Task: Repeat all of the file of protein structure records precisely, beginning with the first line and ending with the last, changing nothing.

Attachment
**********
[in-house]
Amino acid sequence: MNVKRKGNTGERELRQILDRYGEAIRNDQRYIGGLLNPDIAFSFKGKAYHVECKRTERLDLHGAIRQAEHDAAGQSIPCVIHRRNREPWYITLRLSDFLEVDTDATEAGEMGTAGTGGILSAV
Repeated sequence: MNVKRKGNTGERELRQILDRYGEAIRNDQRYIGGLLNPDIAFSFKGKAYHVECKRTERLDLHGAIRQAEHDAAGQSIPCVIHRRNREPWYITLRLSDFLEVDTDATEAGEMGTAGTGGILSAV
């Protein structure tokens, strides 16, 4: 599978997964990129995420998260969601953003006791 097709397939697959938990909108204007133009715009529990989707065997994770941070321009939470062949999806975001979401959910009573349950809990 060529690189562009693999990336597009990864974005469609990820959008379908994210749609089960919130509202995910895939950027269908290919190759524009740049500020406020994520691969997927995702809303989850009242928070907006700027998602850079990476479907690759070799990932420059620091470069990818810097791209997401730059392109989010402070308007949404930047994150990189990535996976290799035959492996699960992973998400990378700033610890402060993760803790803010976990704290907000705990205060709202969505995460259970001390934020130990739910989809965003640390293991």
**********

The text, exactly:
[in-house]
Amino acid sequence: MNVKRKGNTGERELRQILDRYGEAIRNDQRYIGGLLNPDIAFSFKGKAYHVECKRTERLDLHGAIRQAEHDAAGQSIPCVIHRRNREPWYITLRLSDFLEVDTDATEAGEMGTAGTGGILSAV
Repeated sequence: MNVKRKGNTGERELRQILDRYGEAIRNDQRYIGGLLNPDIAFSFKGKAYHVECKRTERLDLHGAIRQAEHDAAGQSIPCVIHRRNREPWYITLRLSDFLEVDTDATEAGEMGTAGTGGILSAV
């Protein structure tokens, strides 16, 4: 599978997964990129995420998260969601953003006791 097709397939697959938990909108204007133009715009529990989707065997994770941070321009939470062949999806975001979401959910009573349950809990 060529690189562009693999990336597009990864974005469609990820959008379908994210749609089960919130509202995910895939950027269908290919190759524009740049500020406020994520691969997927995702809303989850009242928070907006700027998602850079990476479907690759070799990932420059620091470069990818810097791209997401730059392109989010402070308007949404930047994150990189990535996976290799035959492996699960992973998400990378700033610890402060993760803790803010976990704290907000705990205060709202969505995460259970001390934020130990739910989809965003640390293991």